Located in one of the most beautiful promenades in
Europe, the headquarters of the Organisation of
Petroleum Exporting Countries (OPEC) must rank as
one of the worst looking buildings in the world. On
the banks of the Danube in the heart of Vienna, it
is white, squat and devoid of any aesthetics —
almost as poor as the organisers pseudo art deco
This ugly building houses the globe’s most powerful
cartel. OPEC was formed as a permanent
inter-governmental organisation in September 1960.
From its inception, OPEC’s objectives have been
explicitly cartel-like, and I quote:
“OPEC’s objective is to co-ordinate and unify
petroleum policies among member countries, in order
to secure fair and stable prices for petroleum
producers; an efficient, economic and regular supply
of petroleum to consuming nations; and a fair return
on capital to those investing in the industry.”
OPEC has 13 member countries. It began with five:
Iran, Iraq, Kuwait, Saudi Arabia and Venezuela.
Subsequently, others joined the organisation: Qatar,
Indonesia, Libya, the UAE, Algeria, Nigeria, Ecuador
There is no doubt that over the last couple of
years, the OPEC has become an incredibly successful
cartel. From end-January 2007, it has kept global
crude prices higher than $50 per barrel; from April
2007, at levels higher than $60; from September
2007, at above $70; from the second half of October
2007 at above $80; from late February 2008, at over
$90; and from 14 March 2008 at over $100 per barrel.
As I write this article, the OPEC’s weighted average
basket was quoting at $111.66 per barrel. More
ominously, on 28 April, the OPEC president, Chakib
Khelil, Algeria’s oil minister, warned of the
prospects of crude at $200 per barrel.
Applied game theory explains why it is very
difficult to maintain successful price or quantity
cartels over long periods. More often than not,
cartels tend to fail because of ‘free-rider’
problems. Even when all members informally agree to
restrict supplies to obtain a high price, a few
always have incentives to quietly deviate. A small
producer is tempted to produce a bit more than what
was agreed to, assuming that he can free-ride on the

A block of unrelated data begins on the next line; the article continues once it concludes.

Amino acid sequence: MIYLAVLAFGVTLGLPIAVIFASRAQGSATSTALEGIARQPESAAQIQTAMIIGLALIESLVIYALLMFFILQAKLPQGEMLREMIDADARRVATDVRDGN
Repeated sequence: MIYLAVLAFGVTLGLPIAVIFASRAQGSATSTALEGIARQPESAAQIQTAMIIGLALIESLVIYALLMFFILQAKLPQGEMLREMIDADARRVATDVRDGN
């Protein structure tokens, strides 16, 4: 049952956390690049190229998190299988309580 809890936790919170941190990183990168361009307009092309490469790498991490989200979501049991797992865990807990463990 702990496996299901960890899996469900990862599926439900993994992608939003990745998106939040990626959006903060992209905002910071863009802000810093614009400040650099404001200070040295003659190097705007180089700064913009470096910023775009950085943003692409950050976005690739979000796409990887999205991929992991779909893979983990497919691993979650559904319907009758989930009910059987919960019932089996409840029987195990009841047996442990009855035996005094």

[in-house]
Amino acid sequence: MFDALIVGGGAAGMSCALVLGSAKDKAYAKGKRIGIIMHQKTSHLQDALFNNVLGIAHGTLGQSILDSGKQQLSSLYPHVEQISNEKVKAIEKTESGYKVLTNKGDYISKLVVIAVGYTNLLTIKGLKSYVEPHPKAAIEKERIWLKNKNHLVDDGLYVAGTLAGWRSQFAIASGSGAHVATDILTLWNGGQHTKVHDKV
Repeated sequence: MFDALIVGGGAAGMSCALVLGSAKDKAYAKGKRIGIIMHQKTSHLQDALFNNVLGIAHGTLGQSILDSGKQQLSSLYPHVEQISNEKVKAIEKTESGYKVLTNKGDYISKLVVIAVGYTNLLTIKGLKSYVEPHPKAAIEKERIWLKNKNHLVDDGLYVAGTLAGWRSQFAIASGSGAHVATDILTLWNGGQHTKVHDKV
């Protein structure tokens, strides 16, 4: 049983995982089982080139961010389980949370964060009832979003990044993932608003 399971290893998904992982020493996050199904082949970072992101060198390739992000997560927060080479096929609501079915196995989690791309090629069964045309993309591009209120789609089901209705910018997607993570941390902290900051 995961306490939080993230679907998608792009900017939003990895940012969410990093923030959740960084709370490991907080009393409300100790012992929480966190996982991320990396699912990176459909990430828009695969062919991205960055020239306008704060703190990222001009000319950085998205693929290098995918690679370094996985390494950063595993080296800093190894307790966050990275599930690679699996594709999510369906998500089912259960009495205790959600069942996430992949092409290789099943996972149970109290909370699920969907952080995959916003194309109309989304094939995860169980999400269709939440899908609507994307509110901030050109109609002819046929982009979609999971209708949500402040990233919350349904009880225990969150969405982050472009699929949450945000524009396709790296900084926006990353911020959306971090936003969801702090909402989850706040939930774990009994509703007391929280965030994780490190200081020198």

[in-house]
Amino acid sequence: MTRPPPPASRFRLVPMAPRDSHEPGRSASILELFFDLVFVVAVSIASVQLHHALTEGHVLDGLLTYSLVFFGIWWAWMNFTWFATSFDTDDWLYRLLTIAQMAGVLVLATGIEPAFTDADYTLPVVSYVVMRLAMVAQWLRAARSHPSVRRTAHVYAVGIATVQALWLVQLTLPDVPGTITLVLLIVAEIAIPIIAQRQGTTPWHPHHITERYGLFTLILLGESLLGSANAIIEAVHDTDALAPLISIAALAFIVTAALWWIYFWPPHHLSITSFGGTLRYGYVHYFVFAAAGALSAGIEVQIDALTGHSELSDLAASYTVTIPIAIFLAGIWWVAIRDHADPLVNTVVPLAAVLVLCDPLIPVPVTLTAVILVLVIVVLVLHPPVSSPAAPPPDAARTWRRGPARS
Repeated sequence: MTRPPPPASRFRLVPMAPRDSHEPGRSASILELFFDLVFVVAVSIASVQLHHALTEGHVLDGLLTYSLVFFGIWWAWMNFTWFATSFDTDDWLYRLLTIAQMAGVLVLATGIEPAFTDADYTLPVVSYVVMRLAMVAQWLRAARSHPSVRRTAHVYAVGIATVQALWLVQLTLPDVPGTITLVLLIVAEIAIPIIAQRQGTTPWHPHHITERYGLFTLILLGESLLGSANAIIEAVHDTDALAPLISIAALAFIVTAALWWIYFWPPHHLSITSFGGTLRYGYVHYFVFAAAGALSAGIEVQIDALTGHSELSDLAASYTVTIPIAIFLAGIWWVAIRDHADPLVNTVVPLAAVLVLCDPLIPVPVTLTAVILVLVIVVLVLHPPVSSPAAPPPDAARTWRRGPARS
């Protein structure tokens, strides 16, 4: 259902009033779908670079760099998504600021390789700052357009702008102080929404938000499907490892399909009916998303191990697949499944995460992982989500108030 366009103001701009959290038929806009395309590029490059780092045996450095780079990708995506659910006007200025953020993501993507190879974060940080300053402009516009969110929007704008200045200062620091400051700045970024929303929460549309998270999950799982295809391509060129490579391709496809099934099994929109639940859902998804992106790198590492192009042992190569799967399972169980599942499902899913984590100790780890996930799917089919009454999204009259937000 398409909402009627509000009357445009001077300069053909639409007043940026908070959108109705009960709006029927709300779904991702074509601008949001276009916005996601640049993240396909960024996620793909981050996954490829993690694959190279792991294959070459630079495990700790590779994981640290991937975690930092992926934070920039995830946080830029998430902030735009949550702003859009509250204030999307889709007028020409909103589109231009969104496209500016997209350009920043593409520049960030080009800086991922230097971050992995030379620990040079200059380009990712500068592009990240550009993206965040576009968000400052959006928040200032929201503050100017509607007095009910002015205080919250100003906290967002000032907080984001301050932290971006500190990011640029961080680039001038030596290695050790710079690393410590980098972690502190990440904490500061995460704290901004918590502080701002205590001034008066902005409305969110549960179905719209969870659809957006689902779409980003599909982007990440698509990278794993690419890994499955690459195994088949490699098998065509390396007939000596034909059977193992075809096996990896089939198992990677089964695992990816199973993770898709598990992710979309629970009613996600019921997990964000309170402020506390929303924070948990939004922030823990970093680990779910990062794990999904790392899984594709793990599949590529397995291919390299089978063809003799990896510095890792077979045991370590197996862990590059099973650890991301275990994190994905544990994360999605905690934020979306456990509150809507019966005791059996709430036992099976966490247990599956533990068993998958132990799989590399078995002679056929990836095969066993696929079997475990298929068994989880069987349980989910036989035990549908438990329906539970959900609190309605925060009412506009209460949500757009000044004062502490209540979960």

price and also not get detected.
Moreover, the punishment to deviations is very
difficult to implement and, hence, not credible. The
classical response to free-riding is for every other
member, especially the big producers, to immediately
increase output, drop prices and hurt the deviant.
But the act of doing so hurts all non-deviants as
well. That makes the cure more painful than the
disease — and explains why cartels historically live
with some free-riding in good times, and face
difficulties in reaching quantity / price fixing
agreements in periods of poorer demand.
In fact, until 2007 the OPEC was not viewed as a
price gouging cartel. Barring 1973 and 1979, it has
see-sawed between cutting and raising quantities.
Till September 1999, crude was ruling at below $20
per barrel; and it remained below $30 right up to
March 2004. So, what has made the OPEC so successful
in not only maintaining hard prices, but steadily
stepping these up to over the $110 mark?
Economists will tell you about the rising demand
from India and China, uncertainties in supplies, and
the role of commodity speculators. These are valid.
But to my mind, the biggest factor of them all is a
man called George W. Bush.
If Bush had only alienated Hugo Chavez of Venezuela,
the oil consuming world would have breathed easier.
But he has put off Iran, the UAE and, most
importantly, its biggest oil producing ally, Saudi
Arabia. Gone are the days when the President of the
US could have a quiet word with the King, and have
the Saudis exercise restraint on the OPEC. Not so
long ago, Bush’ father, George W.H. Bush, was
welcomed as an honoured guest of King Fahd at
Riyadh. Today, King Abdullah doesn’t feel the same
about the son or his emissaries. For instance, Dick
Cheney’s last visit to Saudi Arabia was only
politeness. The Saudis are irritated with Bush’
confrontational style; with the US upsetting their
neighbourhood, and not bothering to consult with
them in any substantive way.
Thus, Thanks to Bush’ bellicose body language, the
Saudis watch from the sidelines. Not once since
September 2007 has the largest producer in the OPEC
spoken of increasing supplies to dampen prices. With
the Saudis remaining quiet, every other producer is
making hay, including US-haters like Mahmoud
Ahmedinejad of Iran and Hugo Chavez.
The US has become public enemy number one in the
Middle East. And we are all paying the price. Long
Published: Business Standard, May 2008